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We need your help to push Congress to reform century-old mineral leasing and mining laws that endanger climbing areas and public lands around the country.
Last month, we rallied the climbing community to push back against a Bureau of Land Management (BLM) auction that aimed to put more than 85,000 acres of recreation-rich lands around Moab, Utah, up for lease to oil and gas companies. These proposed leases would have impacted some of Moab’s most well-known climbing areas, forever altering the climbing experience. The BLM ultimately canceled the Moab leases under the pressure of the climbing community and our partners, but similar auctions can occur in the Arctic National Wildlife Refuge and elsewhere across the American West.
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|Use Access Fund’s easy letter writing tool to contact your senators and representatives to make your voice heard on this issue. Click here.|
The mineral leasing system for America’s public lands, which includes oil and gas development, gives the BLM broad discretion to determine when, where, and how to lease public lands. When combined with the presidential administration’s aggressive “energy dominance” agenda, this broad discretion is a recipe for disaster for public lands.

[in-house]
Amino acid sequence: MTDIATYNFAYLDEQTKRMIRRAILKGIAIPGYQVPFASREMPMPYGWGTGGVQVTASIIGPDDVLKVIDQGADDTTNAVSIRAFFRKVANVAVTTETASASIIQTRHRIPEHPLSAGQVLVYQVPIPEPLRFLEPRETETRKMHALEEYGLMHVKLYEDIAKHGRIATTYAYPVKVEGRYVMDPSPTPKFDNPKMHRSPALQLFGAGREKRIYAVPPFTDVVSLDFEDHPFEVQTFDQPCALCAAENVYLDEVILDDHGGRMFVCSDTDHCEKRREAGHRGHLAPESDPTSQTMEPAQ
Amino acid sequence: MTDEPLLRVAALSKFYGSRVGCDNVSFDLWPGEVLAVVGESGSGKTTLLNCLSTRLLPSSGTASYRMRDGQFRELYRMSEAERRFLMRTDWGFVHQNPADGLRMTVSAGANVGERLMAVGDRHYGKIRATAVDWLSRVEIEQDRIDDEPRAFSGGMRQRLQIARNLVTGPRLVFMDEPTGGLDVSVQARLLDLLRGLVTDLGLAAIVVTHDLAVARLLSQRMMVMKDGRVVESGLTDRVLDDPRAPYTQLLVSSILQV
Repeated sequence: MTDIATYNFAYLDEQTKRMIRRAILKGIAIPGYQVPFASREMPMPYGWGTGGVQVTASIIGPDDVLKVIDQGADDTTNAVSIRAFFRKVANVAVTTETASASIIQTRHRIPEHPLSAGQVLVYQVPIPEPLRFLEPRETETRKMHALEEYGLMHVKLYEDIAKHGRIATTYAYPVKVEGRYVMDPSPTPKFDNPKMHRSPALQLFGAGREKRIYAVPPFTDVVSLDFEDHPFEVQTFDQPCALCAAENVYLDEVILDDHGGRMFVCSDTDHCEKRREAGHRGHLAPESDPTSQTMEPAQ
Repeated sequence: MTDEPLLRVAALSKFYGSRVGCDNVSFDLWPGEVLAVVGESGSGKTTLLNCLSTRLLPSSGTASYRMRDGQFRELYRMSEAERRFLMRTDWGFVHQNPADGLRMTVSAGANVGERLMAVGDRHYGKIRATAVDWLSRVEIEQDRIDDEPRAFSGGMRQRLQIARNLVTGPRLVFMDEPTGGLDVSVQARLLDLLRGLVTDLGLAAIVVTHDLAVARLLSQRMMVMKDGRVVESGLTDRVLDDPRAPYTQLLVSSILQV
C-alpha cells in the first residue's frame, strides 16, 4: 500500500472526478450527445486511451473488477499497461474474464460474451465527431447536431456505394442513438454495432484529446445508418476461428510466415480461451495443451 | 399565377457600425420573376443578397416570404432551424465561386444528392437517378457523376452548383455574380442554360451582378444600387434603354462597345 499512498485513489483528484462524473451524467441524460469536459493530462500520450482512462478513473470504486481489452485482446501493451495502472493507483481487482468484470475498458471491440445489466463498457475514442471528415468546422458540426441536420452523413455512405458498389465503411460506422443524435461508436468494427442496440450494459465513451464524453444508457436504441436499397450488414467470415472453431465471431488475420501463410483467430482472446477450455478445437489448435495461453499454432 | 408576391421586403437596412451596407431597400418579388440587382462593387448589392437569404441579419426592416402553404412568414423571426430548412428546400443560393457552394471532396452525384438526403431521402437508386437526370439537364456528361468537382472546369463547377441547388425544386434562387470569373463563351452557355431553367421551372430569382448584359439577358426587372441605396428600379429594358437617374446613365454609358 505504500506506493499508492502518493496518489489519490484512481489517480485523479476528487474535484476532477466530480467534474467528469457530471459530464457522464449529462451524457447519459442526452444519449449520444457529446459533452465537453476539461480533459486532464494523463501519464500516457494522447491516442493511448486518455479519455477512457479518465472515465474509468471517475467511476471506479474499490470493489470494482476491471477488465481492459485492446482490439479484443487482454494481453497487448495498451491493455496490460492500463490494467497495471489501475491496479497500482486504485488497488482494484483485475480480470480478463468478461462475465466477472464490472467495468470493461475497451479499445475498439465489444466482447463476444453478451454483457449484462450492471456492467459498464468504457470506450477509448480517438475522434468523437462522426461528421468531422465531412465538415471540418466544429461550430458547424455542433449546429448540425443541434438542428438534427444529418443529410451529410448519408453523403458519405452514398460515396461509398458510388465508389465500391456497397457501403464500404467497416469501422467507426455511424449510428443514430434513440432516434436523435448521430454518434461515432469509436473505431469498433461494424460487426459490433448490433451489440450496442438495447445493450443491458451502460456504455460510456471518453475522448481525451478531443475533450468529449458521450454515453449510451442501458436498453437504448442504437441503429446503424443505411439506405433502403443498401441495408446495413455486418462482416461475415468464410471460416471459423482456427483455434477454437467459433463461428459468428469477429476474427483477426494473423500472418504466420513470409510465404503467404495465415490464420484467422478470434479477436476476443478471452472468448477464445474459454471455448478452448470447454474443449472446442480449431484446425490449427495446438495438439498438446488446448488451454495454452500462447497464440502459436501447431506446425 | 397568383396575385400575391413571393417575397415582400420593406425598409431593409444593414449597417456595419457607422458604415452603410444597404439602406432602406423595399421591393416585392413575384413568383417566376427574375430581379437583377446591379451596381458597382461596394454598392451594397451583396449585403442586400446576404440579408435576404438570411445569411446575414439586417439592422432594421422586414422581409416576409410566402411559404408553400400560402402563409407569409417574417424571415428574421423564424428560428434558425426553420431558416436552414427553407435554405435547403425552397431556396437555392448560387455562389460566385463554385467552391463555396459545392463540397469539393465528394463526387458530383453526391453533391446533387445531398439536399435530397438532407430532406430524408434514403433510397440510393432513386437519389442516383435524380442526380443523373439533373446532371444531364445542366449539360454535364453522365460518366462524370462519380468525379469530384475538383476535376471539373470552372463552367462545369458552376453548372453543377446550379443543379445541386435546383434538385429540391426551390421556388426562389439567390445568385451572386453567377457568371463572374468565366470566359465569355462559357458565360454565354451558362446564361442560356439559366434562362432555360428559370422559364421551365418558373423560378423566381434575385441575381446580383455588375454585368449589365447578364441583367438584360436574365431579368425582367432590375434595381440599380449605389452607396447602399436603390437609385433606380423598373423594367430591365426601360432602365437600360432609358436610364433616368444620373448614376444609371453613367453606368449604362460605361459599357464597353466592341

Public lands are kept in trust for all Americans, and it is critical that all values—including recreation, conservation, and cultural resources—are considered before decisions are made to lease public land to private industry. Instead of taking a balanced approach to energy development, the administration has implemented policy changes that allow them to fast-track leasing, bypass environmental reviews, diminish local stakeholder concerns, and ignore the conservation and recreation values of public lands.
It is time for Congress to step in and reform the laws that allow the BLM broad discretion to mine and lease our favorite climbing, biking, hiking, and camping areas. Please take 5 minutes to write to your congressional representatives and tell them to reform the Mineral Leasing Act of 1920 and the General Mining Act of 1872. These antiquated laws no longer serve our cherished public lands and they must be updated.